Biographical pieces on Martin Luther
Wartburg Castle was a hunting castle that belonged to the ducal family of Saxony. To the present day, it lies in the Thuringian forest in north-central Germany.
The imperial Diet of Worms of 1521 was in many respects the culmination of the first phase of the Luther’s Reformation. As opposition increased, and as he studied the Scriptures in their original languages, Luther’s departures from late medieval theology grew ever more significant.
Between 1537 and 1540, Martin Luther and his onetime colleague John Agricola fiercely debated the role of the Law in the Church.
Even before the meeting at Marburg, Martin Luther and Ulrich Zwingli had each written forcefully against the position of the other regarding whether the true body of Jesus Christ was present in the Lord’s Supper. In what came to be known as the Great Controversy, it was clear that Luther and Zwingli could not come to agreement on this doctrinal issue.
Luther’s use of Scripture to challenge the pope came to a climax in the early summer of 1519 when Luther and the renowned theologian John Eck met face to face in Leipzig to debate the main topics of contention raised by the Wittenberg theologians.
Many events were set in motion by Luther’s posting of the 95 Theses on October 31st, 1517, but ironically, not the very thing he intended. The 95 Theses were meant for theological debate, a debate that never occurred. Any expectation of a lively academic disputation was consumed by a firestorm that reached far beyond Wittenberg and Germany to the pope himself.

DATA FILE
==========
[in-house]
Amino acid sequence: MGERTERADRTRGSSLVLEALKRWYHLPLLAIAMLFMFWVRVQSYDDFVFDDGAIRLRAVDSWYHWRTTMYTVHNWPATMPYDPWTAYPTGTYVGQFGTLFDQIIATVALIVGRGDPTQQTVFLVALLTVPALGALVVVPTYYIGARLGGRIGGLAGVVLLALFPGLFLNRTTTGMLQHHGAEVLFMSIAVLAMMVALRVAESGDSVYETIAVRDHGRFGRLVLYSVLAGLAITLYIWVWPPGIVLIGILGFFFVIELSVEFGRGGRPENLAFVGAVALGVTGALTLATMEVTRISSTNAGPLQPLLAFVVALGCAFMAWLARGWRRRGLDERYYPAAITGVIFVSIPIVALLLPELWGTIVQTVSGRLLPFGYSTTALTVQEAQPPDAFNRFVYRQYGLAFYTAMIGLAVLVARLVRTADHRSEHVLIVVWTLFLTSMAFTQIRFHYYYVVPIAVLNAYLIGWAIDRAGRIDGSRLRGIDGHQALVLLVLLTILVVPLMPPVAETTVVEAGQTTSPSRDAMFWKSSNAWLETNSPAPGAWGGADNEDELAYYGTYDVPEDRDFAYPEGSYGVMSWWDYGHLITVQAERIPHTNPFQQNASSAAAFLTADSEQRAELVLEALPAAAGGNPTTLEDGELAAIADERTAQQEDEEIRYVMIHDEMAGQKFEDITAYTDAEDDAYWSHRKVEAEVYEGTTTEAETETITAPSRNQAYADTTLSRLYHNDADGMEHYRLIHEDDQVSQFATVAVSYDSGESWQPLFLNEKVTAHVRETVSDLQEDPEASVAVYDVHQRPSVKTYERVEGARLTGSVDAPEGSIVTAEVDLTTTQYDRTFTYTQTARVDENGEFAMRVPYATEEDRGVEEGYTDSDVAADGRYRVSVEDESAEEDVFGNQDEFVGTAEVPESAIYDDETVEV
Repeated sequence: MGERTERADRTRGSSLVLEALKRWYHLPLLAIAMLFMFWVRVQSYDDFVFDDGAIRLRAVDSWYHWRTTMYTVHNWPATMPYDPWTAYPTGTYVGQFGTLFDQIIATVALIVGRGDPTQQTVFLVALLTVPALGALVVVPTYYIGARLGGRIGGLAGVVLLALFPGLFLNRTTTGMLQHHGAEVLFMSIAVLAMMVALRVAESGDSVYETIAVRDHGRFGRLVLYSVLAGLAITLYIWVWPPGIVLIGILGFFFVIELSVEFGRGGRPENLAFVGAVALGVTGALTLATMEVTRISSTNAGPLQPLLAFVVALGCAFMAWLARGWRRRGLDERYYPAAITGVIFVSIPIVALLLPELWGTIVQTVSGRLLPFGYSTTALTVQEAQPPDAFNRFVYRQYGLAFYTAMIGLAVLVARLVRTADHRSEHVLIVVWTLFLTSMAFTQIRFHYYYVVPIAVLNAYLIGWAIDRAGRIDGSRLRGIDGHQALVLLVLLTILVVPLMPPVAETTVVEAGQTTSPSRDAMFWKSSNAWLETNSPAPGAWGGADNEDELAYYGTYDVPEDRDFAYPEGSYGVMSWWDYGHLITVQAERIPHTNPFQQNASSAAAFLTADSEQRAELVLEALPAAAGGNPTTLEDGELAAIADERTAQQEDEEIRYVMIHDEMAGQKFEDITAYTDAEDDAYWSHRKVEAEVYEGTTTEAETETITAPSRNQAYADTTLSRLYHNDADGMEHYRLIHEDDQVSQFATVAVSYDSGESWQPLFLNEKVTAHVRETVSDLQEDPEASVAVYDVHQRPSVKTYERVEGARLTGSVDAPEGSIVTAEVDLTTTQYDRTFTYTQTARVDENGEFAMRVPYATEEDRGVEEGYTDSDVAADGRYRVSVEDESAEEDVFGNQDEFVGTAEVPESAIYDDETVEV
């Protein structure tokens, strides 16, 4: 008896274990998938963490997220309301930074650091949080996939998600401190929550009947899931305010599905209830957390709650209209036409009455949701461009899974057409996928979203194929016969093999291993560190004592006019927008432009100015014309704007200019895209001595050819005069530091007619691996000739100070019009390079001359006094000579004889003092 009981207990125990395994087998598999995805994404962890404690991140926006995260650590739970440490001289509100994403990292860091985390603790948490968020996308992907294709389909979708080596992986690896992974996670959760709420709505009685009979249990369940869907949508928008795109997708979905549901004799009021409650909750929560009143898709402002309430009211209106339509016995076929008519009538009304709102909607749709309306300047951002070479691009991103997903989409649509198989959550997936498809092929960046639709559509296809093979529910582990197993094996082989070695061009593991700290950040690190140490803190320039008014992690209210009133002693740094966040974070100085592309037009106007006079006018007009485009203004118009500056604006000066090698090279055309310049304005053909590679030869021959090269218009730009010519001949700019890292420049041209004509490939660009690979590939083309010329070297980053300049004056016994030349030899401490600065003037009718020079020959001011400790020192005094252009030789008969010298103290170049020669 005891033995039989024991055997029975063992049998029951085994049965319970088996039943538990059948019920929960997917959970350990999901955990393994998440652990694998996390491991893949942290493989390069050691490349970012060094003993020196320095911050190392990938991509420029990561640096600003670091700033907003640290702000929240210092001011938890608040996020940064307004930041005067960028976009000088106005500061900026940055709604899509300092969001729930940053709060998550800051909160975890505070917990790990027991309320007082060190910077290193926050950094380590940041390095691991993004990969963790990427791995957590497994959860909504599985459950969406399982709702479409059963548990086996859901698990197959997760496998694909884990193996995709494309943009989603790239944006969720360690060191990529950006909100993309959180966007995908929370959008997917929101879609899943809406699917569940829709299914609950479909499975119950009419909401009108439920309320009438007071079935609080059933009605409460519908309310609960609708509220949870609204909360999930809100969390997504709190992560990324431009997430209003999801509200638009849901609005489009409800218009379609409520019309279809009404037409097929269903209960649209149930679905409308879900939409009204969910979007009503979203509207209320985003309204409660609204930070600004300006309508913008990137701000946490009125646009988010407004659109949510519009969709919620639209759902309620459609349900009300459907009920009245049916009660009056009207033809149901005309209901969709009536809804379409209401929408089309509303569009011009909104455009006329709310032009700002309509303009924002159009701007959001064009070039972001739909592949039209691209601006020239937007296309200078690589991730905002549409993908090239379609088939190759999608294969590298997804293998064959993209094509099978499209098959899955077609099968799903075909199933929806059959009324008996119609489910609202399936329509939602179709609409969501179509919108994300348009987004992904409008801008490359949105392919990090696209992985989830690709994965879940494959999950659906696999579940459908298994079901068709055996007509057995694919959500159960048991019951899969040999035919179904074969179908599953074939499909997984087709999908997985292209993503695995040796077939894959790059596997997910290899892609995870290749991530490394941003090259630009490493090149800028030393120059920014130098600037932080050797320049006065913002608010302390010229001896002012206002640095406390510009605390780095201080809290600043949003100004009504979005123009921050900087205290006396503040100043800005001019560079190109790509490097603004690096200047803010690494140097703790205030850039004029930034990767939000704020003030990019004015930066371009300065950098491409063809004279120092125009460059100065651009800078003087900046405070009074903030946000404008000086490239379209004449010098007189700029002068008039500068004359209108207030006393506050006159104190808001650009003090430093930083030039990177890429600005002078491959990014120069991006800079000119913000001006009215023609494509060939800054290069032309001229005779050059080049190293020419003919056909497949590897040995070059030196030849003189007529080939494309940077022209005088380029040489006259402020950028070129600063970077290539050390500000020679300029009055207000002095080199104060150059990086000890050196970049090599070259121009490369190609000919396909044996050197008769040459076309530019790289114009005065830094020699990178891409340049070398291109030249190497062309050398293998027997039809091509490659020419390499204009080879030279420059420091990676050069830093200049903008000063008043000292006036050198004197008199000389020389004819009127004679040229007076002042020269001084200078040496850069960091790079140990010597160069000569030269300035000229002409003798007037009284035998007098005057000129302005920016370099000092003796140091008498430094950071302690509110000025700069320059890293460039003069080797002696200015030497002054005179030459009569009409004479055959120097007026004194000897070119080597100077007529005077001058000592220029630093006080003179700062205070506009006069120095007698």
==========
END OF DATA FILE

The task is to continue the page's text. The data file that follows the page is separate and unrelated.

The burning of the bull was not something Luther did lightly, or with great pomp necessarily. He later told his friend and superior Johann von Staupitz that he did this while “trembling and praying.”
Calvin is considered by some the one who codified the Reformation in the form that it finally took and is considered by the same to be the truly premier theologian of the era. So, who is Calvin, and what should we think of him as Lutherans? What did Luther think of him?
In the year 1529, Martin Luther and Ulrich Zwingli came face to face in the city of Marburg, Germany for a discussion on political unity among protestants.
There are few men of the 15th and 16th centuries that deserve our attention more than Erasmus Desiderius of Rotterdam. He represents the pinnacle of Christian humanism, an intellectual movement that revitalized classical and biblical scholarship north of the Alps.
If you want to start an argument among Lutherans, just bring up the topic of worship and the liturgy. What was Luther’s preference? Whose side was he on?
Martin Luther was born in Eisleben on November 10, 1483 to Hans and Margarethe Luder. Whereas Luther’s mother was from an economically prosperous family, his father was from more humble origins. His family was nevertheless...
he friendship and partnership of these two men towered above any other relationship in Wittenberg or beyond. Of the seven documents contained in the Book of Concord, three were written by Melanchthon and three by Luther.
What was conversation like around the dining table in Martin and Katie Luther's home? What was talked about? Was it always theology? In the Table Talks we're given a glimpse...